The debate over whether the Act should be extended a third time is likely to be acrimonious given partisan divides over financial legislation. If the renewal fails, the banking, construction, and insurance sectors will be impacted in a significant and troubling manner.
RMS: TRIA Program Highlights, August 2013
TRIA was first passed in 2002 and has since been extended and amended, twice. Each extension of the Act has led to tightened coverage by raising deductibles, increasing minimum losses, and reducing the pro-rata government share of losses (currently 85% of a $100 billion layer).
Sponsoring members from both parties have proposed the upcoming 2014 extension three times in Congress this year. This is a hopeful sign of bipartisan support. But the potential for strong opposition should not be underestimated.
Opponents of a TRIA renewal will be quick to label the legislation a “subsidy”. They will correctly point out that TRIA’s federal guarantee has been provided—and insurer money collected—for over ten years without incident. And opponents would be remiss to not mention the U.S. insurance industry surplus, which has grown to almost $600 billion as of this writing—compared to only $290 billion at the time of the September 11, 2001 attacks. From this, they will argue that the insurance industry is sufficiently capitalized to absorb the losses from a catastrophic terrorist incident without government assistance.
This argument against a further TRIA extension is likely to fall on the receptive ears of an electorate (and many freshman lawmakers) that has been galvanized by recent federal involvement in the financial and automotive sectors. In order to successfully counter this narrative, the parties’ case must be reframed to include a discussion of the public benefits of terrorism insurance, of which there are many.
To quantify TRIA’s benefit, it is instructive to look to late 2002, when Moody’s downgraded more than $4 billion of mortgage securities due to the shortage of terrorism coverage.
Additionally, when the bill approached its first expiration in 2005, many property insurers inserted sunset clauses into their contracts, enabling them to alter or revoke terrorism cover in the event of a TRIA non-renewal.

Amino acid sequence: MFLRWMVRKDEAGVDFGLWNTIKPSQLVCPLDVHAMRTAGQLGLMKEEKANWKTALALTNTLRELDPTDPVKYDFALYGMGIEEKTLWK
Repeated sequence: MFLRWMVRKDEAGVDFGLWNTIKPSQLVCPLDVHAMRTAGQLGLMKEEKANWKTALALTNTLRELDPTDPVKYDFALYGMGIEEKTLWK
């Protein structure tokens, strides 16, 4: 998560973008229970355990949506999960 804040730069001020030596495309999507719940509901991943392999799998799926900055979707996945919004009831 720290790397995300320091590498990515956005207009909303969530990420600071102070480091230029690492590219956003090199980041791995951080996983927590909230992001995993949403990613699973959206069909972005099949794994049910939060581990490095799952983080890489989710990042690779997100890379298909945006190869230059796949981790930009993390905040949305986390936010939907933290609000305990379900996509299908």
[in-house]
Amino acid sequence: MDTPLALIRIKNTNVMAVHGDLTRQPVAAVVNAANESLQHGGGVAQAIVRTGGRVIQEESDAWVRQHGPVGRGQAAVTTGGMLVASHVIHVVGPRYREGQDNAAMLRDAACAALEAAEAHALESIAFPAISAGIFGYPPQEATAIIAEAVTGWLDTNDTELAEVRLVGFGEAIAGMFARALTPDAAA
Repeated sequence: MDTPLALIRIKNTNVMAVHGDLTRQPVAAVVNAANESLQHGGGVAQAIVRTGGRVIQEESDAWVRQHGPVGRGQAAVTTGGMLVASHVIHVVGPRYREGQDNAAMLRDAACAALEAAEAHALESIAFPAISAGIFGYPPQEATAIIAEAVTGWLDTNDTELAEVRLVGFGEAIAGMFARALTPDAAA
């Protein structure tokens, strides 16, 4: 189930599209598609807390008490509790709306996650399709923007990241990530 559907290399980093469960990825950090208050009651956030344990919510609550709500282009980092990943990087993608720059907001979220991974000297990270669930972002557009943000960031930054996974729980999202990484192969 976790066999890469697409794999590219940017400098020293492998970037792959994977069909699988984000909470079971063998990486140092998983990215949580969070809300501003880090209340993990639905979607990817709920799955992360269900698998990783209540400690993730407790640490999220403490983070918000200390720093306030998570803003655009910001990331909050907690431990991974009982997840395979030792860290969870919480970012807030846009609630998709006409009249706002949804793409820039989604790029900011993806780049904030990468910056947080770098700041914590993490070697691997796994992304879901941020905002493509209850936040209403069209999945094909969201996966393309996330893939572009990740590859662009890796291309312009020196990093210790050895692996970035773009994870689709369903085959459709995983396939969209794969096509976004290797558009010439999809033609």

The demand for financial protection against terrorism is as undeniable as the insurance industry’s reluctance to provide it.
The impact of a TRIA non-renewal would be felt the most by cities perceived to be appealing terrorist targets. The RMS® Probabilistic Terrorism Model classifies the most terrorist-prone cities as New York, Washington DC, Chicago, San Francisco, and Los Angeles.
Without TRIA, these cities can expect a shortage of terrorism insurance capacity and corresponding rate increases at the very least. At most, construction and lending activity will be compromised; and the economic consequences (lost jobs, stalled projects, missed opportunities) would surely follow.
TRIA must be viewed in the context of the government’s broader role in the insurance industry. In additional to terrorism insurance, the federal government provides billions of dollars annually in subsidized coverage for lines of business including flood, crop, mortgage, pension, and health— sometimes as a direct primary insurer, other times as a reinsurer.
Occasionally, as in the case of TRIA’s recoupment provision, the federal government’s role is similar to that of a bank, whereby losses are indemnified and then recovered, with interest, through future policy surcharges.
- Is terrorism fundamentally different from other perils in regard to how the federal government should approach it?
- What is public benefit of terrorism coverage, and can it be quantified?
- Can the demand for coverage ever be met by private means alone?
These are critical questions, and they must be addressed directly and publicly by stakeholders in order to justify TRIA’s renewal.
See also ‘TRIPRA – Perspectives on the upcoming expiration & proposed renewal‘ from the RMS Terrorism Risk Briefing in May 2013.